Contributors

Marlon M. Bailey is Associate Professor of Women and Gender Studies in the School of Social Transformation at Arizona State University, Tempe. He is the author of Butch Queens Up in Pumps: Gender, Performance, and Ballroom Culture in Detroit (2013), which received the Alan Bray Memorial Book Prize by the GL/Q Caucus from the Modern Language Association in 2014.

Stephanie Leigh Batiste is Associate Professor of Black Studies and English at the University of California at Santa Barbara. She is the author of Darkening Mirrors: Imperial Representation in Depression-­Era African American Performance (2012).

Daphne A. Brooks is Professor of African American Studies and Theater Studies at Yale University. She is the author of two books, Bodies in Dissent: Spectacular Performances of Race and Freedom, 1850–­1910 (2006), and Jeff Buckley’s Grace (2005).

Jayna Brown is Professor of Media Studies at Pratt Institute. She is the author of Babylon Girls: Black Women Performers and the Shaping of the Modern (2008) and Black Utopias: Speculative Life and the Music of Other Worlds (forthcoming).

David Canton is Associate Professor of History and Director of the Africana Studies Program at Connecticut College. He is the author Raymond Pace Alexander: A New Negro Lawyer Fights for Civil Rights in Philadelphia (2010).

Erin D. Chapman is Associate Professor of History at George Washington University. She is the author of Prove It on Me: New Negroes, Sex, and Popular Culture in the 1920s (2012).

Ashon Crawley is Assistant Professor of Religious Studies and African American and African Studies at the University of Virginia. He is the author of Blackpentecostal Breath: The Aesthetics of Possibility (2016).

Erica R. Edwards is Associate Professor of English at Rutgers University, New Brunswick. She is an expert in African American literature and culture and the author of Charisma and the Fictions of Black Leadership (2012).

Daylanne K. English is Professor of English at Macalester College. She is the author of Unnatural Selections: Eugenics in American Modernism and the Harlem Renaissance (2004) and Each Hour Redeem: Time and Justice in African American Literature (2013).

Roderick A. Ferguson is a faculty member in the Department of African American Studies and the Gender and Women’s Studies Program at the University of Illinois at Chicago. He is the author of One-­Dimensional Queer (2018), We Demand: The University and Student Protests (2017), The Reorder of Things: The University and Its Pedagogies of Minority Difference (2012), and Aberrations in Black: Toward a Queer of Color Critique (2004) and coeditor with Grace Hong of Strange Affinities: The Gender and Sexual Politics of Comparative Racialization (2011).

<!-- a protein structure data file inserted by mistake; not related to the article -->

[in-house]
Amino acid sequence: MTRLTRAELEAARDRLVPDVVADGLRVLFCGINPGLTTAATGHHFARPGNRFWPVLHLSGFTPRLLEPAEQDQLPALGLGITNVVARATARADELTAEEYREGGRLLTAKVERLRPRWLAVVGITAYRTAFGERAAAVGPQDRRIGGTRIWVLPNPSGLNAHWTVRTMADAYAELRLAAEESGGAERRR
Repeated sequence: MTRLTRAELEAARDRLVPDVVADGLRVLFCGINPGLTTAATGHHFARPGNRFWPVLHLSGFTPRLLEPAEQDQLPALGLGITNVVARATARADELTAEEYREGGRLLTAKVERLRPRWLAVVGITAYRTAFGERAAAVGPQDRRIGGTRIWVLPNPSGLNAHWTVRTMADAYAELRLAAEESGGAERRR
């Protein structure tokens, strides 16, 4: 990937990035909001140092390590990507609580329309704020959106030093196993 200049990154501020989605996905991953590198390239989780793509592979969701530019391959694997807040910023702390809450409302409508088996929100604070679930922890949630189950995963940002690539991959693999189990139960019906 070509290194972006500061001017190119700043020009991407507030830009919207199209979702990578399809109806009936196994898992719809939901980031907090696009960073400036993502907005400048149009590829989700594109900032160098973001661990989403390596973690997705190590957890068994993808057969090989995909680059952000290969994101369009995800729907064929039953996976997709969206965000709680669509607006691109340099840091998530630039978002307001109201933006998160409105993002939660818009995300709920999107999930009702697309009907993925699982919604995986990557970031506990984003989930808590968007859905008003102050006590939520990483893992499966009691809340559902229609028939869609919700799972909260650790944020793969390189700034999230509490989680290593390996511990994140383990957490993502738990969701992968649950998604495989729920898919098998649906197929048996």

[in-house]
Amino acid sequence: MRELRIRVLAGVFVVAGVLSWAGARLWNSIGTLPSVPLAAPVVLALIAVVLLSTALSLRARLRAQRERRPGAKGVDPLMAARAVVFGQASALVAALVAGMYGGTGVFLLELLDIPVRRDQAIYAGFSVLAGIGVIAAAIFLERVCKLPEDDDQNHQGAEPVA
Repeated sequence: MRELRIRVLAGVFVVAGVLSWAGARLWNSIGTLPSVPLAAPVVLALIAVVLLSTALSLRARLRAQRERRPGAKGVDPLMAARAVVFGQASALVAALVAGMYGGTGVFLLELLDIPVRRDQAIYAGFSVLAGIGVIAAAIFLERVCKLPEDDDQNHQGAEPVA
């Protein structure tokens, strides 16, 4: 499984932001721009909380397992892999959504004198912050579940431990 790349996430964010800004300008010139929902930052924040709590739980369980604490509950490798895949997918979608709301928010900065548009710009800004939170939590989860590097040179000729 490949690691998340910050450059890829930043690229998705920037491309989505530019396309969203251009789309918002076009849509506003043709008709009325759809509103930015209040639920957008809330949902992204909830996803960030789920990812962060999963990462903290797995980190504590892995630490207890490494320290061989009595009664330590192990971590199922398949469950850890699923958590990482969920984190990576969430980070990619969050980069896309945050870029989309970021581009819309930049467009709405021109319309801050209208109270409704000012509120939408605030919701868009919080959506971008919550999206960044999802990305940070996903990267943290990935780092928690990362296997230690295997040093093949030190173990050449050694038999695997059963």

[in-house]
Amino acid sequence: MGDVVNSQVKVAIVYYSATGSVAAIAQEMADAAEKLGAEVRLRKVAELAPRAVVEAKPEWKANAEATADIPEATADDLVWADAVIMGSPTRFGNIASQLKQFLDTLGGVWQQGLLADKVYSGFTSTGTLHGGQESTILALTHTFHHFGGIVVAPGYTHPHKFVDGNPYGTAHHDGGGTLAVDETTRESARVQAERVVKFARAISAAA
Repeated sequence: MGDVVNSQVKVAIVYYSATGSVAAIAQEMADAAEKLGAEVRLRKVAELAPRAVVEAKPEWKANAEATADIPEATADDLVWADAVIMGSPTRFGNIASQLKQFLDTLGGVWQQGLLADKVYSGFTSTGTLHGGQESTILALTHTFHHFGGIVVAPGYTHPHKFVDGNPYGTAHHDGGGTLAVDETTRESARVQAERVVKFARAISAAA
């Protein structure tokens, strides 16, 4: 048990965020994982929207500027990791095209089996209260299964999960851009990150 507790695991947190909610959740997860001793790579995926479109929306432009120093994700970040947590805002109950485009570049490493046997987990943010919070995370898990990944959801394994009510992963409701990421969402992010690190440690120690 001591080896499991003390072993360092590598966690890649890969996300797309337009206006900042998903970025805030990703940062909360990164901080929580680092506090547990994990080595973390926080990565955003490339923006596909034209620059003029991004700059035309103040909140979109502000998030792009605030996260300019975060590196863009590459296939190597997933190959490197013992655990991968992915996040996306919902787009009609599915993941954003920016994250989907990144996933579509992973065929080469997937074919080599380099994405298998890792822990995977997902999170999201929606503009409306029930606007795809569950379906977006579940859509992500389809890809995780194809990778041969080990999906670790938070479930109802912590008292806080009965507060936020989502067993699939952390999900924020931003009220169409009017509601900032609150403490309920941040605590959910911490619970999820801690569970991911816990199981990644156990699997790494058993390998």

Michael Boyce Gillespie is Associate Professor of Film at City College of New York, CUNY. He is the author of Film Blackness: American Cinema and the Idea of Black Film (2016).

Lewis R. Gordon is Professor of Philosophy at UCONN-­Storrs, Honorary President and Core Professor at the Global Center for Advanced Studies, and Honorary Professor at the Unit of the Humanities at Rhodes University (UHURU), South Africa. He is the author of many books, including An Introduction to Africana Philosophy (2008) and, more recently, What Fanon Said (2015).

Sarah Haley is Associate Professor of African American Studies and Gender Studies at the University of California, Los Angeles. She is the author of No Mercy Here: Gender, Punishment, and the Making of Jim Crow Modernity (2016).

Allyson Hobbs is Associate Professor of American History and Director of African and African American Studies at Stanford University. She is the author of A Chosen Exile: A History of Racial Passing in American Life (2014), which won the Frederick Jackson Turner Award and the Lawrence W. Levine Award presented by the Organization of American Historians.

Habiba Ibrahim is Associate Professor of English at the University of Washington. She is the author of Troubling the Family: The Promise of Personhood and the Rise of Multiracialism (2012).

Shona N. Jackson is Associate Professor of English at Texas A&M University. She is the author of Creole Indigeneity: Between Myth and Nation in the Caribbean (2012).

Tsitsi Jaji is Associate Professor of English and African & African American Studies at Duke University. She is the author of Africa in Stereo: Modernism, Music, and Pan-­African Solidarity (2014) and two volumes of poetry, Beating the Graves (2017) and Carnaval (2014).

Jennifer James is Associate Professor of English and Director of Africana Studies at the George Washington University and author of A Freedom Bought with Blood: African American War Literature, the Civil War–­World War II (20o7).